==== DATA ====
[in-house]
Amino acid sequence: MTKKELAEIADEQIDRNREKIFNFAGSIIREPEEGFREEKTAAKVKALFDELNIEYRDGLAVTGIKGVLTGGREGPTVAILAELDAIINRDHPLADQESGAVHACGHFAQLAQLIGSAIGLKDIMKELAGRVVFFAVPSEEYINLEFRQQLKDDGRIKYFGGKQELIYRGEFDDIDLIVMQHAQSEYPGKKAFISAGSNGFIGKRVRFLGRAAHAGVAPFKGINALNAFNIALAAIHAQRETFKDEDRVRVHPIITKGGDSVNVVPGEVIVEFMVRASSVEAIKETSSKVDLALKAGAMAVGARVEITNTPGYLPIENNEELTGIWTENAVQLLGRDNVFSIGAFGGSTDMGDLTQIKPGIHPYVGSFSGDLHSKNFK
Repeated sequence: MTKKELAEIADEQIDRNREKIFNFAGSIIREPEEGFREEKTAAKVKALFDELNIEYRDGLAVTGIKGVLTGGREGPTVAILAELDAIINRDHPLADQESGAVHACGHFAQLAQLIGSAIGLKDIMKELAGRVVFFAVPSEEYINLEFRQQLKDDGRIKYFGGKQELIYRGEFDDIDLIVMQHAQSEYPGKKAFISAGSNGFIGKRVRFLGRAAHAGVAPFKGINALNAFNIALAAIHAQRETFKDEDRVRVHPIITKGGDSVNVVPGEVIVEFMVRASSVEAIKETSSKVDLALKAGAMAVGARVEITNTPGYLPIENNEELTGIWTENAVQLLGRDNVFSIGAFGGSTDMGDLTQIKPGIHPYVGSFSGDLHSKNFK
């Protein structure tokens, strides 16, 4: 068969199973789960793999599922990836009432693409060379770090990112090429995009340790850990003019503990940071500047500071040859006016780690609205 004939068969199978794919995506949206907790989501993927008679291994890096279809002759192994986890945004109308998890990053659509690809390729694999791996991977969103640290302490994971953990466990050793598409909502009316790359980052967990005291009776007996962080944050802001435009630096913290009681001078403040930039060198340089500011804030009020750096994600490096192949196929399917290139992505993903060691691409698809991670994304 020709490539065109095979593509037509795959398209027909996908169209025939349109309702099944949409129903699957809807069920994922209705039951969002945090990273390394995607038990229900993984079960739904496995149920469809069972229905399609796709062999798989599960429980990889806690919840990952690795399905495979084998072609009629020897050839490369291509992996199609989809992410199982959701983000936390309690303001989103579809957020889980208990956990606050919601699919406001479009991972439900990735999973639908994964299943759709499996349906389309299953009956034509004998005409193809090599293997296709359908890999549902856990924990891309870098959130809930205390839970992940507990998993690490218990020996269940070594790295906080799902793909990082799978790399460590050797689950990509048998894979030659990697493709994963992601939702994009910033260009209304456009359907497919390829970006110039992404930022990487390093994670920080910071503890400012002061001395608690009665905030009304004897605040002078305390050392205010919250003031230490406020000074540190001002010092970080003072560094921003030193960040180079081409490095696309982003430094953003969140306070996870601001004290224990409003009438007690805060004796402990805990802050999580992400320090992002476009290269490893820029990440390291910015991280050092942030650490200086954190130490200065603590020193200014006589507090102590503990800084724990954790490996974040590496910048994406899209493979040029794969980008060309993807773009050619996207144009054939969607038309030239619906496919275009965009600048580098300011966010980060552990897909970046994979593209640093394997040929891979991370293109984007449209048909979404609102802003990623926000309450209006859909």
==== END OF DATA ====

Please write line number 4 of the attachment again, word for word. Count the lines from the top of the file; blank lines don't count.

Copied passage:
């Protein structure tokens, strides 16, 4: 068969199973789960793999599922990836009432693409060379770090990112090429995009340790850990003019503990940071500047500071040859006016780690609205 004939068969199978794919995506949206907790989501993927008679291994890096279809002759192994986890945004109308998890990053659509690809390729694999791996991977969103640290302490994971953990466990050793598409909502009316790359980052967990005291009776007996962080944050802001435009630096913290009681001078403040930039060198340089500011804030009020750096994600490096192949196929399917290139992505993903060691691409698809991670994304 020709490539065109095979593509037509795959398209027909996908169209025939349109309702099944949409129903699957809807069920994922209705039951969002945090990273390394995607038990229900993984079960739904496995149920469809069972229905399609796709062999798989599960429980990889806690919840990952690795399905495979084998072609009629020897050839490369291509992996199609989809992410199982959701983000936390309690303001989103579809957020889980208990956990606050919601699919406001479009991972439900990735999973639908994964299943759709499996349906389309299953009956034509004998005409193809090599293997296709359908890999549902856990924990891309870098959130809930205390839970992940507990998993690490218990020996269940070594790295906080799902793909990082799978790399460590050797689950990509048998894979030659990697493709994963992601939702994009910033260009209304456009359907497919390829970006110039992404930022990487390093994670920080910071503890400012002061001395608690009665905030009304004897605040002078305390050392205010919250003031230490406020000074540190001002010092970080003072560094921003030193960040180079081409490095696309982003430094953003969140306070996870601001004290224990409003009438007690805060004796402990805990802050999580992400320090992002476009290269490893820029990440390291910015991280050092942030650490200086954190130490200065603590020193200014006589507090102590503990800084724990954790490996974040590496910048994406899209493979040029794969980008060309993807773009050619996207144009054939969607038309030239619906496919275009965009600048580098300011966010980060552990897909970046994979593209640093394997040929891979991370293109984007449209048909979404609102802003990623926000309450209006859909």